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Thought for the Day: Interesting Case of Kibud Av

There is a joke about a charedi Israeli kid who comes to America and sees a christmas tree for the first time.  He is curious and they explain to him that the goyim use it as part of their holiday celebration.  He is quiet a few moments, then asks, "How many needles does it need per branch?"

The point of the joke, of course, is to remind us that all the rules and structure we have around all aspects of our lives -- that we take for granted as natural -- would look quite odd indeed to an outside observer.  This is not, though, something unique to Orthodox Judaism (as the enemies of Torah would have you believe).  Rather, it is a feature of any system that has real rules that make precise definitions for terms that also have a colloquial use.  I was already familiar with strange sounding cases from mathematics and physics.  From math: the colloquial definition of a continuous function is one whose graph can be drawn without lifting up the pencil; the precise definition, however, allows one to create a function that is continuous at only one point.  From physics: the colloquial definition of work is related to how much exertion is required to complete a task; the precise definition says that if you carry a bowling ball around all day, as long as you put it back where it started, you have done no work.

In halacha, also, there are always strange sounding cases; sometimes they are just thought experiments, but often they really happened.  R' Fuerst got a call some years ago (he made a point of not divulging precisely when it happened, nor even from what country the question originated.  It seems there was couple of teenagers (not religious) who "got into trouble", as the expression goes.  They decided that the baby would be put up for adoption, as neither was equipped to become parents at that point in their lives.  So it was and the two teens (not much more than kids themselves) went their separate ways.  As it happened, over the course of some years, the boy became frum.  (No idea what happened to the girl; that's the way it is with real stories, you get what you get.)  He had married, had a nice family, and was a respected member of the k'hila.

What about the baby?  Turns out that the couple who adopted him was frum (or had become frum over the years).  By the time this sh'eila came to R' Fuerst, the boy was about 20.  What was the sh'eila?  The boy had at some point been told he was adopted and had discovered the identity of his biological parents.  Lo and behold, he lived in the same community as his biological father and  even davened together with him in the same shul on occasion.  The question was whether the mitzvah of kibud av v'em demanded that he reveal the situation to his father, even though the revelation would very likely be an embarrassment to his father and his family.  The boy asked his rav, and his rav asked R' Fuerst.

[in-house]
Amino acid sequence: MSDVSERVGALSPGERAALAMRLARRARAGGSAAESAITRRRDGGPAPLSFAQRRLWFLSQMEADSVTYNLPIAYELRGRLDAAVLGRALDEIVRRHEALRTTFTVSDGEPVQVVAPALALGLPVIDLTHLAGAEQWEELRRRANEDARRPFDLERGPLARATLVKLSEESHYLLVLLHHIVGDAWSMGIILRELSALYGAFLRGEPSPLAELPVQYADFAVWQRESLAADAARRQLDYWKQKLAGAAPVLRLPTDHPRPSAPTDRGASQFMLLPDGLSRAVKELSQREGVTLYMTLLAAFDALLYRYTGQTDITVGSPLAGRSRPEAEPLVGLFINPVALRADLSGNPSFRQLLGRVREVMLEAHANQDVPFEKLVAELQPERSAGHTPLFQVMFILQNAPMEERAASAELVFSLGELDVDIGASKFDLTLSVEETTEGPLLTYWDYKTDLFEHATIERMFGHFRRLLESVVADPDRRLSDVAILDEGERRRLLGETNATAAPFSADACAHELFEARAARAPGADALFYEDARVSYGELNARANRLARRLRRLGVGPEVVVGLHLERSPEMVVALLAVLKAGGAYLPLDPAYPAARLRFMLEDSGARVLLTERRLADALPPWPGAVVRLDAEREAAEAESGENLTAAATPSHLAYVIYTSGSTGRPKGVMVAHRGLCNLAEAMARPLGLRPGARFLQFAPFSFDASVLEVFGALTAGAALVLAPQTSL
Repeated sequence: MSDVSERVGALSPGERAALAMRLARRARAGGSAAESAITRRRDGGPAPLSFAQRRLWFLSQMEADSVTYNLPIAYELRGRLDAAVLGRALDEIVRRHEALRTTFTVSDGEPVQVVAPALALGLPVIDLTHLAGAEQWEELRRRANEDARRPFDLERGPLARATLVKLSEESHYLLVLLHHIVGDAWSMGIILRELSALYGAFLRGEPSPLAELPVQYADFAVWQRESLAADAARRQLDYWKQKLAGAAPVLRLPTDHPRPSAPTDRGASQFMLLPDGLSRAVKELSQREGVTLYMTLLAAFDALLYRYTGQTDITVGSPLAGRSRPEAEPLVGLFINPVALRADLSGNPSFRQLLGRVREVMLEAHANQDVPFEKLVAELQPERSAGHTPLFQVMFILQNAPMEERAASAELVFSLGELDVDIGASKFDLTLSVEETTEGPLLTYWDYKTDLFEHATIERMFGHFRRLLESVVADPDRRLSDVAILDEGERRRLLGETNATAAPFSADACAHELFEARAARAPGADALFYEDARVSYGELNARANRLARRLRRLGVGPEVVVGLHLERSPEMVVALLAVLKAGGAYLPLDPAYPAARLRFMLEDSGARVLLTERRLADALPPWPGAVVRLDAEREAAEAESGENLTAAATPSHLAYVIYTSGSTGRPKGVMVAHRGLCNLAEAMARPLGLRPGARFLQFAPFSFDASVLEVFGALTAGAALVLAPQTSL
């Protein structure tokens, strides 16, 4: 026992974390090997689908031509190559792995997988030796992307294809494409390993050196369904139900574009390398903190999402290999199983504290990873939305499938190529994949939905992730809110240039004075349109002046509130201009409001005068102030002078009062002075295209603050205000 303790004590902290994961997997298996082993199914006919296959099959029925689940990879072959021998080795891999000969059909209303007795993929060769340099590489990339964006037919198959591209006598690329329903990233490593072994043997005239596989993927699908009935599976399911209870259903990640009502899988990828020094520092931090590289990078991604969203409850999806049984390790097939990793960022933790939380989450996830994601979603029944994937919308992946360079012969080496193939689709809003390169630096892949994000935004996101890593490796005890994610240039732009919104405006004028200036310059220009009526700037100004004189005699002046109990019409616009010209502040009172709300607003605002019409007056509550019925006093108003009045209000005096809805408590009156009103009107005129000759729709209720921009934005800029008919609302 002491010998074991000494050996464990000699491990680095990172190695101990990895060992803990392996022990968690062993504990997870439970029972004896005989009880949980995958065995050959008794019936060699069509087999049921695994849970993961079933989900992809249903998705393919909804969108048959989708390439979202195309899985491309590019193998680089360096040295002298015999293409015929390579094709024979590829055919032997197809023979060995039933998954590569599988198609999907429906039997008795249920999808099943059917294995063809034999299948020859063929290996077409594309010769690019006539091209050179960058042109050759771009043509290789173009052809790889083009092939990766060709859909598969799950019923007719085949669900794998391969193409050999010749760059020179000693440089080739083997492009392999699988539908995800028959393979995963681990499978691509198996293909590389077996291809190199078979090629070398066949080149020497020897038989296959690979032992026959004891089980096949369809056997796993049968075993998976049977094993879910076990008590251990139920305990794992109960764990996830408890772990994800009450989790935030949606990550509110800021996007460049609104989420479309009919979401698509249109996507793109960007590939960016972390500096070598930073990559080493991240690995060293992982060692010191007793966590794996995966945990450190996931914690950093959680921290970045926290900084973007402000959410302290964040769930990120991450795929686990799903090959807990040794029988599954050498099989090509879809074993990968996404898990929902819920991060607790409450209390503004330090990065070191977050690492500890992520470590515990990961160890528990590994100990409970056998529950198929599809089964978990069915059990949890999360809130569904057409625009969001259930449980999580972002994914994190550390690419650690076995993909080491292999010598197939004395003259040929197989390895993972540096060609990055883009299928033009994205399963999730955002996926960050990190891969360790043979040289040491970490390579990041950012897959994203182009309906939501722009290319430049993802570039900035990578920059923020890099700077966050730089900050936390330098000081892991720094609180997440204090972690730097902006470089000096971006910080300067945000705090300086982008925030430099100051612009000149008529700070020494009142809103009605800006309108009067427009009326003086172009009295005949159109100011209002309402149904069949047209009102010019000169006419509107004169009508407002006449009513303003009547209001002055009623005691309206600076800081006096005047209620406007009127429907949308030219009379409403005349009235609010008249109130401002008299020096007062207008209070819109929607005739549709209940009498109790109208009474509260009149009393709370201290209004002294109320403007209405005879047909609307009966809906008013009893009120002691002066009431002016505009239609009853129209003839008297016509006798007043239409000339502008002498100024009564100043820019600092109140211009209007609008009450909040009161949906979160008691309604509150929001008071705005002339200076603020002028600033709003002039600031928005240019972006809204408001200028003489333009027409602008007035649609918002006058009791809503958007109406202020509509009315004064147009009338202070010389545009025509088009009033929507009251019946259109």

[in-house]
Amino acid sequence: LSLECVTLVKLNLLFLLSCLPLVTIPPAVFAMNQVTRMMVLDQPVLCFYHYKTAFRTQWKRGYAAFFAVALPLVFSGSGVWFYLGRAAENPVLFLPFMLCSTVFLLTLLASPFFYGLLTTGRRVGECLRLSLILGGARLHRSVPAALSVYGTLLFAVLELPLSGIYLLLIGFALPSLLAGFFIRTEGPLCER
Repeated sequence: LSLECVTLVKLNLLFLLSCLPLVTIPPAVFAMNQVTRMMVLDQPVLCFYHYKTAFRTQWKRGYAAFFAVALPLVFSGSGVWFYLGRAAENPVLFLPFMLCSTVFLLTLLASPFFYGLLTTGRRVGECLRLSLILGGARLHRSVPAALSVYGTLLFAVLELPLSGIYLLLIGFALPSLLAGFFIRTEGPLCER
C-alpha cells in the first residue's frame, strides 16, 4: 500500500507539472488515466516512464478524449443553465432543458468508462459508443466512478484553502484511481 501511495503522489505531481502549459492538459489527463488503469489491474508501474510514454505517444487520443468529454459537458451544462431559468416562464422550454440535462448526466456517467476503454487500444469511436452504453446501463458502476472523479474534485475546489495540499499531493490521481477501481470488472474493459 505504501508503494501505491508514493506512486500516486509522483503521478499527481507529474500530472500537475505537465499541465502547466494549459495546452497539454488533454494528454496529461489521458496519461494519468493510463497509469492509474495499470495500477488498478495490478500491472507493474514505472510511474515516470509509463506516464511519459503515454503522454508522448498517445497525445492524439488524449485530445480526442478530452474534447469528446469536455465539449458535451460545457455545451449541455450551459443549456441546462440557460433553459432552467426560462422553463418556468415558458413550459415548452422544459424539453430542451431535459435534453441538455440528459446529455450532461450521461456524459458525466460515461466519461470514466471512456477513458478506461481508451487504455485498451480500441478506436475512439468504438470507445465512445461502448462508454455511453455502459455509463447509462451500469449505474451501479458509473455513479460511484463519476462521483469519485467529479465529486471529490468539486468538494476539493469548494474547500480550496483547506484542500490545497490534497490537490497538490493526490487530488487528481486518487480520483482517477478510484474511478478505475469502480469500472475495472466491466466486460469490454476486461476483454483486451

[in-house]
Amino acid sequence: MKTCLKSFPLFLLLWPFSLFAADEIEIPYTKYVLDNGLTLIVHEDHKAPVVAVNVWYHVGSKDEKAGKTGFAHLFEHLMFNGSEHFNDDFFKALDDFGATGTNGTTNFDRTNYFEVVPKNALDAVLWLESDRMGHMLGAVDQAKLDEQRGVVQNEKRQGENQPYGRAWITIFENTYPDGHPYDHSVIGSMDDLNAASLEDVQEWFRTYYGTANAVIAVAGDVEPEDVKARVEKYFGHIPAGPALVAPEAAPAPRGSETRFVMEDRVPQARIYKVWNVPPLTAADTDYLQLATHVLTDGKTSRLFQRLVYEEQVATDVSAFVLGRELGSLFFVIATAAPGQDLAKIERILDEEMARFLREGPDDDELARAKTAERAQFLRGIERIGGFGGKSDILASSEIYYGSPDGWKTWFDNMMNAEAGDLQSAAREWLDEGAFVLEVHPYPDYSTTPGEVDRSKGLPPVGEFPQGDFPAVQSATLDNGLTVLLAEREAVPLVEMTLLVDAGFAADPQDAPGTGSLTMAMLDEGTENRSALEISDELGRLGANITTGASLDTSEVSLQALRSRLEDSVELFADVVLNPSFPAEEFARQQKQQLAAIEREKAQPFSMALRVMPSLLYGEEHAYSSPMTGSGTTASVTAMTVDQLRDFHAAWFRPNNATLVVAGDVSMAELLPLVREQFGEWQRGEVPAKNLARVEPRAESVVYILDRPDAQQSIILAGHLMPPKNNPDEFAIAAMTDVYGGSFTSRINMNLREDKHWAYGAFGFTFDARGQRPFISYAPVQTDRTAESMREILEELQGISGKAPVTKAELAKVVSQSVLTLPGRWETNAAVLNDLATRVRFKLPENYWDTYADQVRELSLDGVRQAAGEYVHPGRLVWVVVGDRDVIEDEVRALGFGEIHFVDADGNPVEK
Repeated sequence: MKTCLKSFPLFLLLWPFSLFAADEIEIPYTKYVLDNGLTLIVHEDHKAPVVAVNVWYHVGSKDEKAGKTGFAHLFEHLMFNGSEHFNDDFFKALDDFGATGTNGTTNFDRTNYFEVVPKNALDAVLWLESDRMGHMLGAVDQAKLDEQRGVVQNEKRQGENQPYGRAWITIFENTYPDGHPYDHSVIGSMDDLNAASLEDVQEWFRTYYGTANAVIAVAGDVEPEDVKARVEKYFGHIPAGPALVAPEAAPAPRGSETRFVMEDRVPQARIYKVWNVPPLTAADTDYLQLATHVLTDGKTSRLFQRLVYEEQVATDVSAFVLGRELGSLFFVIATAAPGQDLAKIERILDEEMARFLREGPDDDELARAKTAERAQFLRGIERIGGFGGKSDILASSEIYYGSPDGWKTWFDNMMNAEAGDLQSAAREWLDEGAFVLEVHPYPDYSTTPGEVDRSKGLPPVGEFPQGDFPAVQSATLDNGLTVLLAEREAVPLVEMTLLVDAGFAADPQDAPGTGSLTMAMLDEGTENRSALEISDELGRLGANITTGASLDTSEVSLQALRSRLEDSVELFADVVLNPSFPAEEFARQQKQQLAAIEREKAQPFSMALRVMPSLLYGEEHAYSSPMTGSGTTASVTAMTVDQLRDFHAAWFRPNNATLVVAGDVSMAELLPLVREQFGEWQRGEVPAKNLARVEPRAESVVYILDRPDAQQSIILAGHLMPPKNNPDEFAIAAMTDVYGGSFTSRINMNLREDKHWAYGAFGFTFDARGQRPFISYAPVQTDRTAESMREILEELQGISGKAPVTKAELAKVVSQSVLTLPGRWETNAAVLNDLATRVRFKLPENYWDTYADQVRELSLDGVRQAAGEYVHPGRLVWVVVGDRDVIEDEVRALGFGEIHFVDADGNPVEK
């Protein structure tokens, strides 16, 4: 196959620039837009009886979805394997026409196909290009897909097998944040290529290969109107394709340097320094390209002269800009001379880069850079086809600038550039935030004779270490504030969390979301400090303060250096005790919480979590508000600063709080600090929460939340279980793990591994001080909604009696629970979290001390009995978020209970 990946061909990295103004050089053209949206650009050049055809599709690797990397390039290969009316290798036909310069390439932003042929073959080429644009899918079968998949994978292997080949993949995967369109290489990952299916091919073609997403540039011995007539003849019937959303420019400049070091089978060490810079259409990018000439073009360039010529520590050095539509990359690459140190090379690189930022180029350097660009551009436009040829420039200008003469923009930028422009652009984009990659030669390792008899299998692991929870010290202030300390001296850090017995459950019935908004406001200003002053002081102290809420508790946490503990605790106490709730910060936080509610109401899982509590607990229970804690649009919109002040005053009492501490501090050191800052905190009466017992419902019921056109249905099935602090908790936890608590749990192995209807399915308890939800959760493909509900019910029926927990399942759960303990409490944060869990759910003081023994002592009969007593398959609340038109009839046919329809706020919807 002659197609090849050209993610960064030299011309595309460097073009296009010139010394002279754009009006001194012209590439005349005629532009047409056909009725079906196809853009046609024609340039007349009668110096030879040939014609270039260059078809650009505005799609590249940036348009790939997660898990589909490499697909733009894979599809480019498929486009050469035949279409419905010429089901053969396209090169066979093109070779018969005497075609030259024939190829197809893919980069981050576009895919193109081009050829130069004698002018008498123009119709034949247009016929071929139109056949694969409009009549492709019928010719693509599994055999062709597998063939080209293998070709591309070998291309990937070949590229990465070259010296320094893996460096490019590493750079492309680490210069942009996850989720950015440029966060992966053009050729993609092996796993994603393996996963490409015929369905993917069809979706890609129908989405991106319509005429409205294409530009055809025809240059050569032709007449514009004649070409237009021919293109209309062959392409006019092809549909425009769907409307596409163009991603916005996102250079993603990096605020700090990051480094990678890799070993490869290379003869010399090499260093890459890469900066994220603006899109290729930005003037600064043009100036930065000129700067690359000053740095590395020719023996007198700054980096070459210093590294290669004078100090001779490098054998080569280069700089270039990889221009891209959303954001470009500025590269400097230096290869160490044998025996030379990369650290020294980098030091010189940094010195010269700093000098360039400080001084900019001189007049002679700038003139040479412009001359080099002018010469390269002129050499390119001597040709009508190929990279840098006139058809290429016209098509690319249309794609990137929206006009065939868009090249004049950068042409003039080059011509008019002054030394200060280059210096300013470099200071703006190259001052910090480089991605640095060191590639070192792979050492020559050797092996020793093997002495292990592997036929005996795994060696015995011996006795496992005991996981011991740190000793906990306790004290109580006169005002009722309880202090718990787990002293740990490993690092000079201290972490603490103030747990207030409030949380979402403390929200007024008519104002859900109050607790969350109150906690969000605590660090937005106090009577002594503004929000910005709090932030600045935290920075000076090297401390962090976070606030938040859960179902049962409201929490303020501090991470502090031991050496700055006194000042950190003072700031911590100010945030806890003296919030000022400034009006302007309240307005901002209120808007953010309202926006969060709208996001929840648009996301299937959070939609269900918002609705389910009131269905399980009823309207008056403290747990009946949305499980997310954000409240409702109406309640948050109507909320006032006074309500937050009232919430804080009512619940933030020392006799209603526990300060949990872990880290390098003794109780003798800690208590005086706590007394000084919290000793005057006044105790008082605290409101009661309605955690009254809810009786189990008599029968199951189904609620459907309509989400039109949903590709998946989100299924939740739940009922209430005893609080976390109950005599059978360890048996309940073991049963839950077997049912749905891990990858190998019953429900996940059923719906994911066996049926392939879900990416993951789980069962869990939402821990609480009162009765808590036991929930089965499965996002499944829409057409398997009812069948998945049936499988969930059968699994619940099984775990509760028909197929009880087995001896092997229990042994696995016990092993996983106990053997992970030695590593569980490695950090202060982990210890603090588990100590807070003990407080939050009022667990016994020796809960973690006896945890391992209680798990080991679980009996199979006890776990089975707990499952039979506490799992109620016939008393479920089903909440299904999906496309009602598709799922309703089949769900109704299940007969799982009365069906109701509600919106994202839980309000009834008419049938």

You may be wondering if there is any obligation of kibud in the first place; after all, the biological father never even met the baby (who was now a nice yeshiva bochur).  Chazal pose the question: if your father's horse is running away in one direction and your rebbi's horse in the other (a rebbi who isn't paid; otherwise he is just a shaliach of the father or whoever else is paying tuition) and you can only save one; who comes first?  Answer: your rebbi.  Why?  Your father only brought you into this world, whereas your rebbi brought you into olam ha'bah.  One sees from this Chazal, though, that just bringing one into this world -- even with no other dealings his whole life -- is enough to obligate the child in kibud av.

R' Fuerst told the rav that he should ask around for other opinions, but in his opinion, the mitzvah of kibud would forbid the boy from revealing the situation to his biological father because of the embarrassment that would be caused.  On the other hand, the boy from his side would need to be careful with all the details of the mitzvah; standing up when his (biological) father came into the room, not contradicting him, not sitting in his place, etc, etc.  R' Fuerst also advised that it was probably better to avoid davening in the same shul because of those issues.

Life is interesting, no?

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